It’s well-known that the individual flavors and tint of honey are dependent upon the types of flowers used to make it, and that some types of honey can have unusual natural additives, such as the reddish-tinted “mad honey“.
Honey isn’t usually red, though. Unfortunately, one has to say “usually.”
Utah is known as “The Beehive State” because of the cooperation and piety of its populace, not because of the quantity of apiaries present. There are, in fact, relatively few beehives in Utah, but they do exist… and for a while in 2013, the beekeepers noticed an interesting trait of their honey. It was turning red.
Investigations were begun, and it didn’t take long to find the culprit. It was one with a distinctive holiday flair: a candy cane factory. Bees had discovered where the effluent was from the factory and had passed the information along to other local bees, first from their own hives and then to others. The ready-made “nectar” was being discharged by the factory, and it contained some of the food dye used in the creation of the Christmas treats.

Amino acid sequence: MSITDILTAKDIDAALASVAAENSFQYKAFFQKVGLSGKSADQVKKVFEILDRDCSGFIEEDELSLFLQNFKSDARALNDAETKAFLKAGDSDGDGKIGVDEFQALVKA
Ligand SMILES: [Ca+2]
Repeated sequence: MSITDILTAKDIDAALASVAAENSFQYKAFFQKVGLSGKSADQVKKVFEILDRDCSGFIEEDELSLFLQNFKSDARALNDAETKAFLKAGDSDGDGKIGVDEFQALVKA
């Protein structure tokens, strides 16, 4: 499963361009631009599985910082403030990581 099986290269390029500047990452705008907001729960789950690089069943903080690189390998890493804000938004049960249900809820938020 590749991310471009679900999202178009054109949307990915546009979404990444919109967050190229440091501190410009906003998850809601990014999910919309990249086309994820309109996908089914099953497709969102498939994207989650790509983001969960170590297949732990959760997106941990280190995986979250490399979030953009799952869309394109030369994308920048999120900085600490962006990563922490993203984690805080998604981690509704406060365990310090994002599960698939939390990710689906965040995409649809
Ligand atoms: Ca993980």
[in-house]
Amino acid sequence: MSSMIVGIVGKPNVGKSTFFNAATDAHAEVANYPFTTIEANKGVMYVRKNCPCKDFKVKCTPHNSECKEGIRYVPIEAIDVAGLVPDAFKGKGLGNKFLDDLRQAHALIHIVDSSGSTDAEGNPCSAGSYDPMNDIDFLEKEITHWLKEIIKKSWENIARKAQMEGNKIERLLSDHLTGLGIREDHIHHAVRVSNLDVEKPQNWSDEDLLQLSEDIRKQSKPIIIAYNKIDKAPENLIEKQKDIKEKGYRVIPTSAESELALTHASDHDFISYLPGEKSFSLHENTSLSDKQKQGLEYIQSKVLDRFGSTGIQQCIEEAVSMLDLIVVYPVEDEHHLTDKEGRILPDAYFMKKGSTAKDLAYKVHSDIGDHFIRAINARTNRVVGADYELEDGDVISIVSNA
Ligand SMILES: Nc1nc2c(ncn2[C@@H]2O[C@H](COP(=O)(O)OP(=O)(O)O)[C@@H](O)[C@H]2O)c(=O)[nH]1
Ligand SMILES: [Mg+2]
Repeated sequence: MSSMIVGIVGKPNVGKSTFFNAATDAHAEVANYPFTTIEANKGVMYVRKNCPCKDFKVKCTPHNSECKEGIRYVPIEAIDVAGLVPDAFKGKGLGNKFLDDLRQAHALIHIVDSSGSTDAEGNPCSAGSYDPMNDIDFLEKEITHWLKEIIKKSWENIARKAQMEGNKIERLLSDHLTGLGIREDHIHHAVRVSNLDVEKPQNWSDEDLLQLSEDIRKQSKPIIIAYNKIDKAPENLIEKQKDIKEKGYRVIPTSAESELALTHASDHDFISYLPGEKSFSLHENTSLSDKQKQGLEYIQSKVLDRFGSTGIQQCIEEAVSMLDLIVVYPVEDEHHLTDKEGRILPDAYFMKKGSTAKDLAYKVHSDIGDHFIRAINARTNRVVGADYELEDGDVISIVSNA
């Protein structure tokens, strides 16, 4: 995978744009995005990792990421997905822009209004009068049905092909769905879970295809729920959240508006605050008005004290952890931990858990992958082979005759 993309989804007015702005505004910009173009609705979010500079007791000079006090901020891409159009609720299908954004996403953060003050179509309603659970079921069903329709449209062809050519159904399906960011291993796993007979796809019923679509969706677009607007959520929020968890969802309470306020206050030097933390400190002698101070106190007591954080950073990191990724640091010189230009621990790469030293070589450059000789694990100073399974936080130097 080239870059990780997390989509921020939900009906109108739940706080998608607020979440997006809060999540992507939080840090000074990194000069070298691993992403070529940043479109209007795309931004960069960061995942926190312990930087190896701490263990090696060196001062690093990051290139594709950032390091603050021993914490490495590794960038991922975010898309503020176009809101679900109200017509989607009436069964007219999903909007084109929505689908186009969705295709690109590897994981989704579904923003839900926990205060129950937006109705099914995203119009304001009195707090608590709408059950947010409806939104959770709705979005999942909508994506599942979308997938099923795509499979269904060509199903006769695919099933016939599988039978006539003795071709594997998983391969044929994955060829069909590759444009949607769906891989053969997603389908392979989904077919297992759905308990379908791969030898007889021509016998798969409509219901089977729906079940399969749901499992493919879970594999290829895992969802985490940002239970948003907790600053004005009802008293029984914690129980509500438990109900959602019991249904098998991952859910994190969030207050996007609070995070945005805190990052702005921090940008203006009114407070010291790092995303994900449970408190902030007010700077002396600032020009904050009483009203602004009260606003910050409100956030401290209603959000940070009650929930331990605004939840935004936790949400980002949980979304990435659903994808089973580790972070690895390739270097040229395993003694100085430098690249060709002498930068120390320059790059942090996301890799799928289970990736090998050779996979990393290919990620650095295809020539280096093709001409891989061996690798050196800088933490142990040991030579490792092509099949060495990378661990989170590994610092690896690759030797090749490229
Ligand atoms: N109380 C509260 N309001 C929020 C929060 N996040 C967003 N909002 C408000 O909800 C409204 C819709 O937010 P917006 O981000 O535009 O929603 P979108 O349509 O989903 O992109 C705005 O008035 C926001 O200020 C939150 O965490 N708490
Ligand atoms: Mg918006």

The Utah Department of Food and Agriculture conducted the investigation and warned all of the beekeepers about selling any of the oddly-colored honey.
It wasn’t that the sweet fluid wasn’t safe. The dye in question was designed to be consumed by people, and the remainder of the fluid was basically the same as any other honey. There were the expected hints of distinct flavors, but no residual peppermint.
The problem came in the form of the Utah regulations on honey. In order to be classified as such, Utah clearly requires honey to be a product that “originates from a floral source”. It could be sold as, say, “Utah red bee goo”, but not sold as honey.
None of the people who eventually consumed it seemed to mind, just as they didn’t mind in New York when they had their own red honey issue… but that’s a story for another night, very soon.
Question of the night: What sauces, condiments or toppings will be present on your holiday table today?